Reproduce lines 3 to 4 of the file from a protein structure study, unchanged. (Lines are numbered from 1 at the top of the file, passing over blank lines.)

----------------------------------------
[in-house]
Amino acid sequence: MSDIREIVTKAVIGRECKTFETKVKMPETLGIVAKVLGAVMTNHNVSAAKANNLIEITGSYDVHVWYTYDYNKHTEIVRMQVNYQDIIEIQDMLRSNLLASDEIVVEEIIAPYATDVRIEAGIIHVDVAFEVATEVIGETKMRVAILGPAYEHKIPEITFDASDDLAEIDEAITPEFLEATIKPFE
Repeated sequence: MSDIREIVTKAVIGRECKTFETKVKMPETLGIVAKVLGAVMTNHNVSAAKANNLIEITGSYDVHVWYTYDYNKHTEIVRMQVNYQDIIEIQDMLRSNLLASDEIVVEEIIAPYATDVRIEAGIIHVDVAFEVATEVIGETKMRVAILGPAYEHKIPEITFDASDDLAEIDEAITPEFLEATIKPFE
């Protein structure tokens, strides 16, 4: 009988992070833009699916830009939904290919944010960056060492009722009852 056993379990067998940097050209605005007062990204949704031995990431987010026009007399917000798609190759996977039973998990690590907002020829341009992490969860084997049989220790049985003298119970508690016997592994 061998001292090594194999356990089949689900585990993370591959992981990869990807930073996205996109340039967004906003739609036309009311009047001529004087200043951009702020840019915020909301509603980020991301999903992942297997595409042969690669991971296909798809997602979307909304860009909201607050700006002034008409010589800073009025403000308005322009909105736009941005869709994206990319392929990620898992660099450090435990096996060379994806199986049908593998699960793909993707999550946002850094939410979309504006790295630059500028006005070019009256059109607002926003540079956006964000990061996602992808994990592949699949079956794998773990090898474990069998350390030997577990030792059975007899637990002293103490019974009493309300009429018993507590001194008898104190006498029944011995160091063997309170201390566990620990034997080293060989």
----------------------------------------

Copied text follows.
Repeated sequence: MSDIREIVTKAVIGRECKTFETKVKMPETLGIVAKVLGAVMTNHNVSAAKANNLIEITGSYDVHVWYTYDYNKHTEIVRMQVNYQDIIEIQDMLRSNLLASDEIVVEEIIAPYATDVRIEAGIIHVDVAFEVATEVIGETKMRVAILGPAYEHKIPEITFDASDDLAEIDEAITPEFLEATIKPFE
């Protein structure tokens, strides 16, 4: 009988992070833009699916830009939904290919944010960056060492009722009852 056993379990067998940097050209605005007062990204949704031995990431987010026009007399917000798609190759996977039973998990690590907002020829341009992490969860084997049989220790049985003298119970508690016997592994 061998001292090594194999356990089949689900585990993370591959992981990869990807930073996205996109340039967004906003739609036309009311009047001529004087200043951009702020840019915020909301509603980020991301999903992942297997595409042969690669991971296909798809997602979307909304860009909201607050700006002034008409010589800073009025403000308005322009909105736009941005869709994206990319392929990620898992660099450090435990096996060379994806199986049908593998699960793909993707999550946002850094939410979309504006790295630059500028006005070019009256059109607002926003540079956006964000990061996602992808994990592949699949079956794998773990090898474990069998350390030997577990030792059975007899637990002293103490019974009493309300009429018993507590001194008898104190006498029944011995160091063997309170201390566990620990034997080293060989």